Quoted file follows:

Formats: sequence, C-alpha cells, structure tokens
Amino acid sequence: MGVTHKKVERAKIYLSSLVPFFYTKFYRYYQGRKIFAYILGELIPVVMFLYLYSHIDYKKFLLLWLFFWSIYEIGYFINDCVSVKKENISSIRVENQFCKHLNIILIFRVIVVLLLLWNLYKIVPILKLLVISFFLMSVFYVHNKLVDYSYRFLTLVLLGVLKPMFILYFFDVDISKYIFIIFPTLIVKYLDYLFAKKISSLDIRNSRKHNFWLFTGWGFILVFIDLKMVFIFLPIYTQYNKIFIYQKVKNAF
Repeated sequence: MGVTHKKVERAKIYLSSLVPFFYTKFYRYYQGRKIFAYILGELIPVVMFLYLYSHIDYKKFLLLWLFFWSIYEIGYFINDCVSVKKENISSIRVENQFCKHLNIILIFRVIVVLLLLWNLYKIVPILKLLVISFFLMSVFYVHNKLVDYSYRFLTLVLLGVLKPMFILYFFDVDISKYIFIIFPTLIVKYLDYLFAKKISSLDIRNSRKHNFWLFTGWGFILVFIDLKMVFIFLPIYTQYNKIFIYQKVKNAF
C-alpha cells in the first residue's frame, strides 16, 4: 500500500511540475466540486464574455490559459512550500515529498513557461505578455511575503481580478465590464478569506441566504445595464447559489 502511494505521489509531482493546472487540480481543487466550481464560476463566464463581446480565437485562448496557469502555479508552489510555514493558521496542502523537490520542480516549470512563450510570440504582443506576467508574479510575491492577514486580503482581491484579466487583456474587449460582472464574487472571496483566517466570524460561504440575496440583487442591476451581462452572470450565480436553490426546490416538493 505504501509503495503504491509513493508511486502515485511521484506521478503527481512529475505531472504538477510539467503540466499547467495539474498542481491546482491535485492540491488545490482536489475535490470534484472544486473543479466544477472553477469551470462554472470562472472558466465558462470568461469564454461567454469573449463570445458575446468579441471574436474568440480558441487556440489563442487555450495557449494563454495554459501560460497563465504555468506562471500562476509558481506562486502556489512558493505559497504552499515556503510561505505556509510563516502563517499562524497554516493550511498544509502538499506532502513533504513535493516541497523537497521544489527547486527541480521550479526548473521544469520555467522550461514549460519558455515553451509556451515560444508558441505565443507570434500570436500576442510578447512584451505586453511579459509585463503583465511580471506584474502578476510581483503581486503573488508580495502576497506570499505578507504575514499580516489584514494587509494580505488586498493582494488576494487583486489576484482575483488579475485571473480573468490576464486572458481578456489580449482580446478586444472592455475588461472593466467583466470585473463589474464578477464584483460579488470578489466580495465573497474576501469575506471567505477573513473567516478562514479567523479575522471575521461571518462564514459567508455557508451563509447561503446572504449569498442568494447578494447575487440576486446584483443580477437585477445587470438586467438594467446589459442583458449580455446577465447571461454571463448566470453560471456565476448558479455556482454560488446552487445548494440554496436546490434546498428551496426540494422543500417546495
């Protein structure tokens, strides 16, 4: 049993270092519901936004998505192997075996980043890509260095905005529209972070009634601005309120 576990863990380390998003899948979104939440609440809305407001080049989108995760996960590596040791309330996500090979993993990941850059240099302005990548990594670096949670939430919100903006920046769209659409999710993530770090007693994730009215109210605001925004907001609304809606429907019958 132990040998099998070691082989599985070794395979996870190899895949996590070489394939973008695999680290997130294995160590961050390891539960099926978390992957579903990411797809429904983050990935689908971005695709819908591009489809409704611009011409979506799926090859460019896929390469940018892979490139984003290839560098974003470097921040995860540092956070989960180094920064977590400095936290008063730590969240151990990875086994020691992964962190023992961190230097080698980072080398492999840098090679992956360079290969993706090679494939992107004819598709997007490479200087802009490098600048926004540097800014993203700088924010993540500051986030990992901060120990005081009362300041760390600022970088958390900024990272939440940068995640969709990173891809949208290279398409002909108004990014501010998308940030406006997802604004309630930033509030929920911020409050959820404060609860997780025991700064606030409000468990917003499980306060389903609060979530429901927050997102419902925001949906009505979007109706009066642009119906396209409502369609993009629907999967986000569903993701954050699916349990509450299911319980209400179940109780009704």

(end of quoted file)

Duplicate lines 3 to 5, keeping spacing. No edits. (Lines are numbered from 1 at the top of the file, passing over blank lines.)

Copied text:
Repeated sequence: MGVTHKKVERAKIYLSSLVPFFYTKFYRYYQGRKIFAYILGELIPVVMFLYLYSHIDYKKFLLLWLFFWSIYEIGYFINDCVSVKKENISSIRVENQFCKHLNIILIFRVIVVLLLLWNLYKIVPILKLLVISFFLMSVFYVHNKLVDYSYRFLTLVLLGVLKPMFILYFFDVDISKYIFIIFPTLIVKYLDYLFAKKISSLDIRNSRKHNFWLFTGWGFILVFIDLKMVFIFLPIYTQYNKIFIYQKVKNAF
C-alpha cells in the first residue's frame, strides 16, 4: 500500500511540475466540486464574455490559459512550500515529498513557461505578455511575503481580478465590464478569506441566504445595464447559489 502511494505521489509531482493546472487540480481543487466550481464560476463566464463581446480565437485562448496557469502555479508552489510555514493558521496542502523537490520542480516549470512563450510570440504582443506576467508574479510575491492577514486580503482581491484579466487583456474587449460582472464574487472571496483566517466570524460561504440575496440583487442591476451581462452572470450565480436553490426546490416538493 505504501509503495503504491509513493508511486502515485511521484506521478503527481512529475505531472504538477510539467503540466499547467495539474498542481491546482491535485492540491488545490482536489475535490470534484472544486473543479466544477472553477469551470462554472470562472472558466465558462470568461469564454461567454469573449463570445458575446468579441471574436474568440480558441487556440489563442487555450495557449494563454495554459501560460497563465504555468506562471500562476509558481506562486502556489512558493505559497504552499515556503510561505505556509510563516502563517499562524497554516493550511498544509502538499506532502513533504513535493516541497523537497521544489527547486527541480521550479526548473521544469520555467522550461514549460519558455515553451509556451515560444508558441505565443507570434500570436500576442510578447512584451505586453511579459509585463503583465511580471506584474502578476510581483503581486503573488508580495502576497506570499505578507504575514499580516489584514494587509494580505488586498493582494488576494487583486489576484482575483488579475485571473480573468490576464486572458481578456489580449482580446478586444472592455475588461472593466467583466470585473463589474464578477464584483460579488470578489466580495465573497474576501469575506471567505477573513473567516478562514479567523479575522471575521461571518462564514459567508455557508451563509447561503446572504449569498442568494447578494447575487440576486446584483443580477437585477445587470438586467438594467446589459442583458449580455446577465447571461454571463448566470453560471456565476448558479455556482454560488446552487445548494440554496436546490434546498428551496426540494422543500417546495
């Protein structure tokens, strides 16, 4: 049993270092519901936004998505192997075996980043890509260095905005529209972070009634601005309120 576990863990380390998003899948979104939440609440809305407001080049989108995760996960590596040791309330996500090979993993990941850059240099302005990548990594670096949670939430919100903006920046769209659409999710993530770090007693994730009215109210605001925004907001609304809606429907019958 132990040998099998070691082989599985070794395979996870190899895949996590070489394939973008695999680290997130294995160590961050390891539960099926978390992957579903990411797809429904983050990935689908971005695709819908591009489809409704611009011409979506799926090859460019896929390469940018892979490139984003290839560098974003470097921040995860540092956070989960180094920064977590400095936290008063730590969240151990990875086994020691992964962190023992961190230097080698980072080398492999840098090679992956360079290969993706090679494939992107004819598709997007490479200087802009490098600048926004540097800014993203700088924010993540500051986030990992901060120990005081009362300041760390600022970088958390900024990272939440940068995640969709990173891809949208290279398409002909108004990014501010998308940030406006997802604004309630930033509030929920911020409050959820404060609860997780025991700064606030409000468990917003499980306060389903609060979530429901927050997102419902925001949906009505979007109706009066642009119906396209409502369609993009629907999967986000569903993701954050699916349990509450299911319980209400179940109780009704």